WCAG [WCAG2] and its associated techniques provide extensive coverage of issues and solutions for web content accessibility — from tables to embedded multimedia to rich semantics. They represent the foundation that this document builds upon.

This document does not repeat the requirements or techniques introduced in those documents, as it risks breaking compatibility between the two standards (e.g., putting guidance out of sync, or in conflict). At the same time, although the requirements are not individually called out, it does not diminish their importance in creating EPUB Publications that are accessible.

This document instead defines how to apply WCAG to an EPUB Publication — which is a collection of web documents as opposed to a single page — and adds an additional set of requirements. These requirements are no more or less important than those covered in WCAG; they are simply necessary to follow for EPUB Publications. (The relationship to WCAG is explained for each requirement in its respective section.)

The same is true of the techniques in the EPUB Accessibility Techniques document [EPUB-A11Y-TECH-11]. It provides coverage of techniques that are unique to EPUB Publications, or that need clarification in the context of an EPUB Publication. It does not mean that the rest of the WCAG techniques are not applicable.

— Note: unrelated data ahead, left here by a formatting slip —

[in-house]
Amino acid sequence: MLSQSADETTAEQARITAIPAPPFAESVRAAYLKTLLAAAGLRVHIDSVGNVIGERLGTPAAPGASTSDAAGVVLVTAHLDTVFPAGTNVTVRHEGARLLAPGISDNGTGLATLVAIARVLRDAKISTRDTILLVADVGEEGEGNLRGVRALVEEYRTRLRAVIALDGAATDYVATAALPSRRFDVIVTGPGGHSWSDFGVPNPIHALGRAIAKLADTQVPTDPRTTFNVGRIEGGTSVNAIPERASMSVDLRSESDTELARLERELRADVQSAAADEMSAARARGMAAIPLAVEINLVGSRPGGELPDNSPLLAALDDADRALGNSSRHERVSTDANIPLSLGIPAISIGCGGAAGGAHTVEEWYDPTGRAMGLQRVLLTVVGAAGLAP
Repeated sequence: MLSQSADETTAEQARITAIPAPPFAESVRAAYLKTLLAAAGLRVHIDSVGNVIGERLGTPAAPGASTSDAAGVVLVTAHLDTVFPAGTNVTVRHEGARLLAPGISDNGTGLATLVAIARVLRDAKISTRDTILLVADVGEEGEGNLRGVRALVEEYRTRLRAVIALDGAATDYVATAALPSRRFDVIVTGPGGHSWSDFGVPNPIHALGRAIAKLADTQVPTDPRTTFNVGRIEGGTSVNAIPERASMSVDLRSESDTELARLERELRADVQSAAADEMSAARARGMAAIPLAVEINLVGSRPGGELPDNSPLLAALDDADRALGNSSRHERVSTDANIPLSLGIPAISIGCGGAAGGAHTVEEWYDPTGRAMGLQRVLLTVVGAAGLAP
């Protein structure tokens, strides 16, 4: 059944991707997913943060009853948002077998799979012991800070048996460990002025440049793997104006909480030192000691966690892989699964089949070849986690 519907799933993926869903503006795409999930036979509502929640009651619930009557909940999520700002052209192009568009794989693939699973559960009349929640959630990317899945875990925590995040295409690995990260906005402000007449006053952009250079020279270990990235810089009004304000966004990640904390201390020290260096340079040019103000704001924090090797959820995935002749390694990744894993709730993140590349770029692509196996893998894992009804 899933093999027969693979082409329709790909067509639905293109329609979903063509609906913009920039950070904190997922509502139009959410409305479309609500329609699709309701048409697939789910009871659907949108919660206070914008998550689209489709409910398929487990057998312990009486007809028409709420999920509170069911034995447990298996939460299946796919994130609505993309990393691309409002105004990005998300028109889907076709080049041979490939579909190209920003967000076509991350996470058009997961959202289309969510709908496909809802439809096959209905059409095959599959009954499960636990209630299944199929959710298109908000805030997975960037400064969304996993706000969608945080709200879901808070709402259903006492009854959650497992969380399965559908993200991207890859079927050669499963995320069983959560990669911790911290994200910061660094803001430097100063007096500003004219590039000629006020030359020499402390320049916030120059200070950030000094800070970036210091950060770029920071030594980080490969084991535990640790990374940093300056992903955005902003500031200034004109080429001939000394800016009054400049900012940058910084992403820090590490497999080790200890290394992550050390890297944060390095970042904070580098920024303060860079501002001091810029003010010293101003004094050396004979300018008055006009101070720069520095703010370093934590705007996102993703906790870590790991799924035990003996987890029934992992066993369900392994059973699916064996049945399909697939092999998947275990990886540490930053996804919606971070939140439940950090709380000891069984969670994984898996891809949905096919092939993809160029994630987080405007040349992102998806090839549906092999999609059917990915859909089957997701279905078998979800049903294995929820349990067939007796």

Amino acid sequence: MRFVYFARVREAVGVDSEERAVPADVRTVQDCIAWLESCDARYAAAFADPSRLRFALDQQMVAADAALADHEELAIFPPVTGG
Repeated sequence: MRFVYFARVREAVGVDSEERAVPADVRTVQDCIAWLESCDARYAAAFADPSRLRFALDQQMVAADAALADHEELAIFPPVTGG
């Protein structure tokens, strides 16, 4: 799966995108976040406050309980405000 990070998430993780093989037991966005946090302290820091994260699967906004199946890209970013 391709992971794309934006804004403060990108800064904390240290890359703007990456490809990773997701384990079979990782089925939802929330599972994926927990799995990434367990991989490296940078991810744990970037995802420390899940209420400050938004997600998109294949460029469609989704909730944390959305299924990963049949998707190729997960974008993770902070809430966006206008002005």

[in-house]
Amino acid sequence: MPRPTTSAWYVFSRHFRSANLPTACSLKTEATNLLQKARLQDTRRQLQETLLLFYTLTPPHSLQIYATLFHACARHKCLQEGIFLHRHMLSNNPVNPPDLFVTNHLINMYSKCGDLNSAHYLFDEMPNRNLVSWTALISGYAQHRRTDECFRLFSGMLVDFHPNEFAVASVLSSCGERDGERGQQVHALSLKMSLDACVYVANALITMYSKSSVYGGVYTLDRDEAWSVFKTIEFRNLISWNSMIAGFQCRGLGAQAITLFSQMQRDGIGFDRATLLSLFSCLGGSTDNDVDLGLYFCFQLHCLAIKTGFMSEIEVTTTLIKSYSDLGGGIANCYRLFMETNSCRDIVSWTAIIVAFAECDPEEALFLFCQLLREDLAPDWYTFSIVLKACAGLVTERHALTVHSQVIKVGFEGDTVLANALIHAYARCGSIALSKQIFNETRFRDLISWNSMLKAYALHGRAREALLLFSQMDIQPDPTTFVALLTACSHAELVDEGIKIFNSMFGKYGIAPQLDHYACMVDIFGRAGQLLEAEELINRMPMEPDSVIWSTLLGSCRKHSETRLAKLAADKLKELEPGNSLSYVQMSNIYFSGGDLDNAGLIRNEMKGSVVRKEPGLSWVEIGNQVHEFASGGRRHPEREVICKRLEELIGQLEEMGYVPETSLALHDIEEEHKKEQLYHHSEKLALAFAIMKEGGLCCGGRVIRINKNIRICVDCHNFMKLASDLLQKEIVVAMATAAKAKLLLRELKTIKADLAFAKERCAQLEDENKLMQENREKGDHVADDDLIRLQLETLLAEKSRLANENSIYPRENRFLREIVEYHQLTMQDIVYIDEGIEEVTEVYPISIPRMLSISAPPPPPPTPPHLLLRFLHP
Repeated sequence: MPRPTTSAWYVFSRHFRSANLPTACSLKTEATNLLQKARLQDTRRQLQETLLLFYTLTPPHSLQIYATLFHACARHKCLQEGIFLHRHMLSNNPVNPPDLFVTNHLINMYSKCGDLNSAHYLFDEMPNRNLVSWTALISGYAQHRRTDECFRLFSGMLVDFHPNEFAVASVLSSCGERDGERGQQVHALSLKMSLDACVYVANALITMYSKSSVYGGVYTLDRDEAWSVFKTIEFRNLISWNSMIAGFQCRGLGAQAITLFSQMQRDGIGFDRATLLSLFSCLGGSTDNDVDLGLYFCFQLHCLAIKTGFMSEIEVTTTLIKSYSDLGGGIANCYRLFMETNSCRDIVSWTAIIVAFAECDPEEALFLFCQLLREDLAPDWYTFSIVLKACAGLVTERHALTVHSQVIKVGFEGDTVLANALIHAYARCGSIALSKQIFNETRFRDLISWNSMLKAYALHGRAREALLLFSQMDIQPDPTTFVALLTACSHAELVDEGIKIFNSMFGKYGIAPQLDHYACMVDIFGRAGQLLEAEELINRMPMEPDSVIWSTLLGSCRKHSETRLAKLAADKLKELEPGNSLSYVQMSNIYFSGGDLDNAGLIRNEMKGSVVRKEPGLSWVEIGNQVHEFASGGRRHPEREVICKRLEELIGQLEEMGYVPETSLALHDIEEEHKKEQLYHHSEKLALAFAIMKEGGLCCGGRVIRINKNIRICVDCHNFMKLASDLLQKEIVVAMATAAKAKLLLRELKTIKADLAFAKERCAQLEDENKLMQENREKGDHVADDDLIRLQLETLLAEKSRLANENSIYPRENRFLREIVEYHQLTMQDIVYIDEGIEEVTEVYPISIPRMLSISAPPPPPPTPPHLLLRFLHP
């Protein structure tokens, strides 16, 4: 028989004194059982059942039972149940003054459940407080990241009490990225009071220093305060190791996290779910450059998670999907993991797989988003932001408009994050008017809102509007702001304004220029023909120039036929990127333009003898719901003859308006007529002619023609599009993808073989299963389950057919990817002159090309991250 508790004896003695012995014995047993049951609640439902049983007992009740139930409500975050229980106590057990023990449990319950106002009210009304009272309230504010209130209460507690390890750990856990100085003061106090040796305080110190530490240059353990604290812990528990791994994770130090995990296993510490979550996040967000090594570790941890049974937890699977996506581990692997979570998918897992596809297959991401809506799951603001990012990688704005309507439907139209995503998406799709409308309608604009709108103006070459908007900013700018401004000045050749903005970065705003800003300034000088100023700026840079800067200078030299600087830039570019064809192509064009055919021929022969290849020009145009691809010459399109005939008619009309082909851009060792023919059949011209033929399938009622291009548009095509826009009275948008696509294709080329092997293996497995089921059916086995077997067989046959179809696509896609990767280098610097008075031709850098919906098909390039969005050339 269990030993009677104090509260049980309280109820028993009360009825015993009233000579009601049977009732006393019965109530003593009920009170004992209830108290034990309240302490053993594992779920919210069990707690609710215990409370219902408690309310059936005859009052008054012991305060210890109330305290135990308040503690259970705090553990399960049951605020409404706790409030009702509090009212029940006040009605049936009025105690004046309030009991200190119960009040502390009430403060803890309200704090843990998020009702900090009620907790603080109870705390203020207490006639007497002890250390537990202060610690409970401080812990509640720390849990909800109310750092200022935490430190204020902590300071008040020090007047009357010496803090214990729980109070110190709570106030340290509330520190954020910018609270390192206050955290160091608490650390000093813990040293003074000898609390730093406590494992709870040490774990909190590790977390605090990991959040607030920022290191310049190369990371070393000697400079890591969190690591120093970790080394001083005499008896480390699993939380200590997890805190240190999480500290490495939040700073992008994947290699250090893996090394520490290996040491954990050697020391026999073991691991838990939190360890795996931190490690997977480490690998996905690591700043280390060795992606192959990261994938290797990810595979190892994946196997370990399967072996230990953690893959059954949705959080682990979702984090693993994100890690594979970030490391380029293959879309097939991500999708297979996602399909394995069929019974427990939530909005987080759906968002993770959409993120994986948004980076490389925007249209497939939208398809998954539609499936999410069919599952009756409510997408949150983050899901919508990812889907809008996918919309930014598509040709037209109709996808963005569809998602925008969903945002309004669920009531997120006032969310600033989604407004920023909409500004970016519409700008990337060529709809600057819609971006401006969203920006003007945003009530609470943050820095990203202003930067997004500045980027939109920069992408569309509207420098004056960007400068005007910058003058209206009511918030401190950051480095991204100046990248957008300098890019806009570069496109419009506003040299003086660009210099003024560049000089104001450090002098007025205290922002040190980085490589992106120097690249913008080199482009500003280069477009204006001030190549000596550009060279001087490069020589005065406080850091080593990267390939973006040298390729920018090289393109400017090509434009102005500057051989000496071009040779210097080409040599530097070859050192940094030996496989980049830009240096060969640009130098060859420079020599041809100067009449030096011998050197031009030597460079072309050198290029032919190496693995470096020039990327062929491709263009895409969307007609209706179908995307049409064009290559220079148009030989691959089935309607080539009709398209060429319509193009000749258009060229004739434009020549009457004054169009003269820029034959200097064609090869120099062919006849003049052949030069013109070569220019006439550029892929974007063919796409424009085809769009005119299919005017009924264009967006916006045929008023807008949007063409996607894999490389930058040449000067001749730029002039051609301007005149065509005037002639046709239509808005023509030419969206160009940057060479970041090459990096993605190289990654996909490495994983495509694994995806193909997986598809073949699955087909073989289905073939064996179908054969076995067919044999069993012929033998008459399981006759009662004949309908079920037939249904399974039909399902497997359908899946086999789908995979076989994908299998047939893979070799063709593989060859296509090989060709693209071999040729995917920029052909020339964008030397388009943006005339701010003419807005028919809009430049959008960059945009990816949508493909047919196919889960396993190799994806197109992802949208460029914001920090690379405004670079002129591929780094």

As a result, although this section can be read without deep knowledge of WCAG conformance, to implement the accessibility requirements of this document will require an understanding of WCAG.

Because this document adds requirements that are not a part of WCAG, an EPUB Publication can conform to WCAG without conforming to this document.

3.3 WCAG conformance

3.3.1 WCAG Conformance Requirements

An EPUB Publication has to meet the following requirements to conform to this specification:

The reporting flexibility offered by these requirements is to ensure that this specification can be adapted for use wherever accessibility is mandated but without negating or superseding the requirements in effect in any region.

The baseline requirement for WCAG 2.0 Level A, for example, is primarily intended to provide Authors backwards compatibility for older content and flexibility to encourage adoption of accessible production where no formal requirements exist. It is not generally recognized as providing a high degree of accessibility.

Ideally, Authors should try to conform to the latest version of WCAG at Level AA, but the formal thresholds they must meet will be defined by local and national laws, or by procurer or distributor requirements.


Examples of legislative requirements for accessibility include the 2019 European Union (EU) Directive and Section 508 of the Rehabilitation Act of 1973 (United States). EPUB Publications will need to meet more than just the basic Level A success criteria to be compliant with these laws.